Yesterday, former Virginia Governor Bob McDonnell and his wife Maureen were indicted for soliciting and accepting hundreds of thousands of dollars in loans and gifts from the chief executive officer of the Star Scientific dietary-supplement company, in return for having McDonnell promote Star's products. According to the indictment and various other news sources (primarily the Washington Post):
- Gov. McDonnell set up meetings with state officials for Star Scientific CEO Jonnie R. Williams to promote his products.
- Gov. McDonnell personally promoted Star Scientific's Anatabloc, a purported anti-inflammatory supplement, with state officials during meetings to discuss the state employee health plan (under which Star wanted Anatabloc and other products listed as covered medications).
- Gov. McDonnell tried to persuade state university researchers to design studies into the health benefits of Star's products, and sought to have those studies paid for by the State Tobacco Commission. (Anatabloc uses an alkaloid found in tobacco.)
- At Star Scientific's expense, Mrs. McDonnell flew to a Florida seminar for scientists and investors where she promoted Anatabloc and specifically touted its potential to lower health-care costs in Virginia. (The McDonnells' public support for Anatabloc would be cited by financial analysts boosting Star Scientific stock.)
- Mrs. McDonnell hosted the launch party for Anatabloc at an Executive Mansion luncheon where Star gave out start-up research grants to two state universities. A Star Scientific press release promoting the Anatabloc launch specifically cited interest by Virginia state medical institutions in researching the product's potentials. It was at the Florida seminar where Mrs. McDonnell first offered, publicly, to host the luncheon at the mansion; that same day, she bought $30,000 in Star Scientific stock—from $50,000 Williams had given her a week earlier.
- The McDonnells endeavored to hide the extent of the gifts and loans by channeling them through family members or shell corporations to avoid state disclosure requirements.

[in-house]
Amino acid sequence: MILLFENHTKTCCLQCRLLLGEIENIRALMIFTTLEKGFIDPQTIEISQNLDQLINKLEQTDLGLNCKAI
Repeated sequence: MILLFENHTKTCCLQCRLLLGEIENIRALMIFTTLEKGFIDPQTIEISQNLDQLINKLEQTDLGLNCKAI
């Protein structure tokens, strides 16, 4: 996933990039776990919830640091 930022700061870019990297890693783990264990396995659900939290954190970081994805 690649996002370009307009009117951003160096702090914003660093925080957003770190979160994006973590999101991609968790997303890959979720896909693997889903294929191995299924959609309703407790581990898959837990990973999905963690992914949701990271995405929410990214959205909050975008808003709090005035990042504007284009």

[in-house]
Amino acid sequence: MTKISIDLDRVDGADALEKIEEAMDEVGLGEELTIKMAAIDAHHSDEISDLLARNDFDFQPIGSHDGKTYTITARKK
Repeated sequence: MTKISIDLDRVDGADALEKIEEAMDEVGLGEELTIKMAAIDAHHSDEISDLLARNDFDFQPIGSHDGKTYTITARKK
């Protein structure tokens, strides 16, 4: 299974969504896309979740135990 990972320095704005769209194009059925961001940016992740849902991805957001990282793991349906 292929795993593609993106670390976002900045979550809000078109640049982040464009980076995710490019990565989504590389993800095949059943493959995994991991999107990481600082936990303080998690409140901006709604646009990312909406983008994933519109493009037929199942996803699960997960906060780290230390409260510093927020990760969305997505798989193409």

- The McDonnells omitted mention of Williams' private loans on applications with two separate lending institutions.
- Mrs. McDonnell lied to government investigators who questioned her about their relationship with Williams.
- The gifts (or loans) included: a total of $135,000 in cash, $7,500 in golf rounds for the McDonnell family and staff, a $6,500 silver Rolex watch specially engraved for the governor (which Mrs. McDonnell specifically asked Williams to buy for him), a $20,000 New York City shopping spree at such tony outfits as Bergdorf Goodman and Louis Vuitton, and $15,000 in catering for daughter Cailin McDonnell's wedding reception.
- Last summer, McDonnell said he was returning all "tangible" gifts and repaying the loans, although the indictment lists property for potential forfeiture that suggests otherwise. (Can't return the rounds of golf or the catering, though.)
Pat Robertson and Bob McDonnell go back at least 15 years, when McDonnell began serving on the Board of Trustees of Robertson's Regent University; and really, almost 30 years, when McDonnell enrolled in the inaugural class of Regent's School of Law in 1986 after matriculating at the university's Robertson School of Government in the previous year. (According to the Washington Post, McDonnell claims that "he and Robertson did not become well acquainted until years after he was first elected to office" in 1991.)
So what does Pat have to say about his friend's indictment?
Well, Pat wasn't on the air today, and hasn't been for two weeks. The 700 Club is currently running one of its periodic telethons, and I guess Pat's too old now to take part in that, or something. (Today's broadcast of The 700 Club omitted any mention of the McDonnells' indictment in the five minutes it devoted to news at the top of the program. Online, CBN News' coverage of the McDonnell indictment spends more time quoting McDonnell's side than it does on the indictment itself.)
“Bob McDonnell's been one of the best governors Virginia's had in recent memory. He's been a superb governor, he's been scrupulously honest—he has, in my opinion, done absolutely nothing wrong. He has a wife who is trying to promote a vitamin company that makes vitamins in Virginia. So the vitamin company owner was very generous with her, but…they really haven't found any evidence that he did anything wrong, that Bob McDonnell, the governor, did anything wrong.